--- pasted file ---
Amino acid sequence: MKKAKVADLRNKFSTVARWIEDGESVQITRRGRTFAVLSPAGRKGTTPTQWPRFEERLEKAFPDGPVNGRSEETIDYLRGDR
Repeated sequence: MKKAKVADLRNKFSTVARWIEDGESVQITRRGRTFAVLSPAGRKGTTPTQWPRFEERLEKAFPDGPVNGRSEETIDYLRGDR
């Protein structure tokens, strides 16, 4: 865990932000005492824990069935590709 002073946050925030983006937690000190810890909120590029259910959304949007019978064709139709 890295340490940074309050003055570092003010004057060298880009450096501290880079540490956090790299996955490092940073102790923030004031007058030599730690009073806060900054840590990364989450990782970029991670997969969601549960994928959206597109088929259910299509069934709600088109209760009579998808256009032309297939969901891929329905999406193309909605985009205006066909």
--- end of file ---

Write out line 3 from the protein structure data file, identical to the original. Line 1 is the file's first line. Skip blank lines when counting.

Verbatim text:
């Protein structure tokens, strides 16, 4: 865990932000005492824990069935590709 002073946050925030983006937690000190810890909120590029259910959304949007019978064709139709 890295340490940074309050003055570092003010004057060298880009450096501290880079540490956090790299996955490092940073102790923030004031007058030599730690009073806060900054840590990364989450990782970029991670997969969601549960994928959206597109088929259910299509069934709600088109209760009579998808256009032309297939969901891929329905999406193309909605985009205006066909």